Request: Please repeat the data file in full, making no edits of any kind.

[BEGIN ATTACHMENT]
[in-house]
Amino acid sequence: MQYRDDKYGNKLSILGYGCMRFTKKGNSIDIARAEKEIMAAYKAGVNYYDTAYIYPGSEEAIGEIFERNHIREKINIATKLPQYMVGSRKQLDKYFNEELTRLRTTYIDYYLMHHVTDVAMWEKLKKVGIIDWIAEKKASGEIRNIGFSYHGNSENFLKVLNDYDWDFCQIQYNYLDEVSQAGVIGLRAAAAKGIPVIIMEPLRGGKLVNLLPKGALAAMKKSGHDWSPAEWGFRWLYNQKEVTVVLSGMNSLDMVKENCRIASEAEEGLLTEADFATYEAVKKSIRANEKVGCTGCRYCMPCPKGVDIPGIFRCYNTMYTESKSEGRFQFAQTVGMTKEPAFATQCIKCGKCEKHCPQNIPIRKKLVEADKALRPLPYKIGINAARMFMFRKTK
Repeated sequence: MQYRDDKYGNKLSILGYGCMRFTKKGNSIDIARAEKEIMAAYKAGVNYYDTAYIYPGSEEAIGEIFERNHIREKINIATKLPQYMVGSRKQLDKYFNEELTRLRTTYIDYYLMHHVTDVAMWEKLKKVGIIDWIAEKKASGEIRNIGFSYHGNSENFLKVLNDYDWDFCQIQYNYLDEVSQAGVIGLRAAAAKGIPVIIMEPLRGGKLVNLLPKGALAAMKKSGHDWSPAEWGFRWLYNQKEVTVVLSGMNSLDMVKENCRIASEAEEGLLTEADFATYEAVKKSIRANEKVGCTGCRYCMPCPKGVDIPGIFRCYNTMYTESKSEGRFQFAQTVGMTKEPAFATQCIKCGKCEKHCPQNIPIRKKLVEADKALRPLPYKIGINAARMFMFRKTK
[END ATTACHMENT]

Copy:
[in-house]
Amino acid sequence: MQYRDDKYGNKLSILGYGCMRFTKKGNSIDIARAEKEIMAAYKAGVNYYDTAYIYPGSEEAIGEIFERNHIREKINIATKLPQYMVGSRKQLDKYFNEELTRLRTTYIDYYLMHHVTDVAMWEKLKKVGIIDWIAEKKASGEIRNIGFSYHGNSENFLKVLNDYDWDFCQIQYNYLDEVSQAGVIGLRAAAAKGIPVIIMEPLRGGKLVNLLPKGALAAMKKSGHDWSPAEWGFRWLYNQKEVTVVLSGMNSLDMVKENCRIASEAEEGLLTEADFATYEAVKKSIRANEKVGCTGCRYCMPCPKGVDIPGIFRCYNTMYTESKSEGRFQFAQTVGMTKEPAFATQCIKCGKCEKHCPQNIPIRKKLVEADKALRPLPYKIGINAARMFMFRKTK
Repeated sequence: MQYRDDKYGNKLSILGYGCMRFTKKGNSIDIARAEKEIMAAYKAGVNYYDTAYIYPGSEEAIGEIFERNHIREKINIATKLPQYMVGSRKQLDKYFNEELTRLRTTYIDYYLMHHVTDVAMWEKLKKVGIIDWIAEKKASGEIRNIGFSYHGNSENFLKVLNDYDWDFCQIQYNYLDEVSQAGVIGLRAAAAKGIPVIIMEPLRGGKLVNLLPKGALAAMKKSGHDWSPAEWGFRWLYNQKEVTVVLSGMNSLDMVKENCRIASEAEEGLLTEADFATYEAVKKSIRANEKVGCTGCRYCMPCPKGVDIPGIFRCYNTMYTESKSEGRFQFAQTVGMTKEPAFATQCIKCGKCEKHCPQNIPIRKKLVEADKALRPLPYKIGINAARMFMFRKTK